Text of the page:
Putting aside whether the USPTO can responsibly evaluate applications at high volume (one argument why not), another related development is the type of company seeking to enforce patents issued by the USPTO. Today many “non-practicing entities” (NPEs) (commonly referred to as patent trolls), which do not make or sell any products or services, obtain patents. They use them to then threaten, or resort to lawsuits against, other companies to receive royalties.
The reason for this “troll” reputation has to do with the economics of NPEs’ business practices. According to PatentFreedom, legal fees for patent disputes average $1 – $5 million. Unfit to take on this monetary risk, many companies settle with patent trolls outside of court, agreeing to pay royalties instead of litigation costs. No value created, just money transferred from an active company to an entity that exists only to sue companies, not actually practice the inventions claimed in its patent portfolio. As stated by judge Richard Posner, “A patent blocks competition within the patent’s scope and so if a firm has enough patents it may be able to monopolize its market. This prospect gives rise to two wasteful phenomena: defensive patenting and patent trolls.”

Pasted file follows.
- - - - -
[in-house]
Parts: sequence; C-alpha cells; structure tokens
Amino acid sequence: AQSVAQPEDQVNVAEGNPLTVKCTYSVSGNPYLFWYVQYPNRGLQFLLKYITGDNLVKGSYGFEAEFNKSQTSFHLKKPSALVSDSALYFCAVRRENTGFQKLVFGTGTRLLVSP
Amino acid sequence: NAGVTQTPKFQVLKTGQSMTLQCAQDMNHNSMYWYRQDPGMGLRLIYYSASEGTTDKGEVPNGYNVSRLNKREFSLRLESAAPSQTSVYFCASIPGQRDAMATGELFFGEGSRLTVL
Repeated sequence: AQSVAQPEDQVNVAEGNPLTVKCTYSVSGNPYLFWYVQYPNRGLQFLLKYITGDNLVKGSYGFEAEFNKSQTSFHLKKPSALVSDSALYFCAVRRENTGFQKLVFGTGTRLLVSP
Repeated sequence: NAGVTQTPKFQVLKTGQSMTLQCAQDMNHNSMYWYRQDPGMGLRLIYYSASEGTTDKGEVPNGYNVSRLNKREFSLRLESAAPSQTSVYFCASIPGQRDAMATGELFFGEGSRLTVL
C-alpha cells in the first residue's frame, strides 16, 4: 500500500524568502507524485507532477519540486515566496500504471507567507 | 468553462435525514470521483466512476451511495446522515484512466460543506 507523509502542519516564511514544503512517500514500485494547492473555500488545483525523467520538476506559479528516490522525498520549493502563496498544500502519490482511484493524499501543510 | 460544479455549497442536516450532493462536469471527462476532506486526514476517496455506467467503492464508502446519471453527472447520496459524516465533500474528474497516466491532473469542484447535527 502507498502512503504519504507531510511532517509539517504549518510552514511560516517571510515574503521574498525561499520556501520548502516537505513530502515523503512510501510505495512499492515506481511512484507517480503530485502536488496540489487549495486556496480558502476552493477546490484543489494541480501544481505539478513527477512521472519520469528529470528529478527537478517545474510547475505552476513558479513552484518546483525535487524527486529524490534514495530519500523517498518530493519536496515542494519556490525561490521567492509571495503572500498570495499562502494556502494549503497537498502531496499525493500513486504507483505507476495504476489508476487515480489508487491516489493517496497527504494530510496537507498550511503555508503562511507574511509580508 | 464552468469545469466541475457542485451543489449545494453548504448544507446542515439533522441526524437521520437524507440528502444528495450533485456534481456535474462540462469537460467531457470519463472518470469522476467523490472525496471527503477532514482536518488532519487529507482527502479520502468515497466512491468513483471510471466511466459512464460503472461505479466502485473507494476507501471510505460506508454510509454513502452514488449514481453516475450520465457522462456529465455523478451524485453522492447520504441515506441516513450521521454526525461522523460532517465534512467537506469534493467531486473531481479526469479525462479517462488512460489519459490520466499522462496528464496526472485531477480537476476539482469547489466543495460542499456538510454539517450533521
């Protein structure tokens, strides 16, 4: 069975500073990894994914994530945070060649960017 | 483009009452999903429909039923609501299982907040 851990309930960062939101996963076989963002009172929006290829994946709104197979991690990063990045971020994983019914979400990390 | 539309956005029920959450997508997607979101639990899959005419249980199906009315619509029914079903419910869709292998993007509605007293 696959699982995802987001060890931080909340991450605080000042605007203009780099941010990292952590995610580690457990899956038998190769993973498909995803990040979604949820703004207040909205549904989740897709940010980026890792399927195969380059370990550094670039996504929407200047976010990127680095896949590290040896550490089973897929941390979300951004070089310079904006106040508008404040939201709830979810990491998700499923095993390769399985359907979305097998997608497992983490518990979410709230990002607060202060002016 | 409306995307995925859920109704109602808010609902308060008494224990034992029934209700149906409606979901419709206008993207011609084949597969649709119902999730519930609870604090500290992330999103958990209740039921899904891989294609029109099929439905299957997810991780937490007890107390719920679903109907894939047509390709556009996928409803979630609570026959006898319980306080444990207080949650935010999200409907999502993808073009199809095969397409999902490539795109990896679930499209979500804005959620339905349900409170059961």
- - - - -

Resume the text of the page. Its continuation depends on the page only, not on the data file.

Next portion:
Helferich, a patent troll, is unfortunately not alone. In 2012, 61% of all patent lawsuits filed through December 1 originated from NPEs, up from 45% in 2011 and 23% in 2008. According to a Boston University study, patent trolls have cost businesses $500 billion since 1990 and $29 billion in 2011, which amounts to 10% of funds (not) invested into research and development. In the words of Lee Cheng, chief legal officer and corporate secretary for Newegg, “[Money given to patent trolls] is protection money. It’s extortion.”
A Big Win For Companies Sending Hyperlinks In Text Messages Via Mobile Devices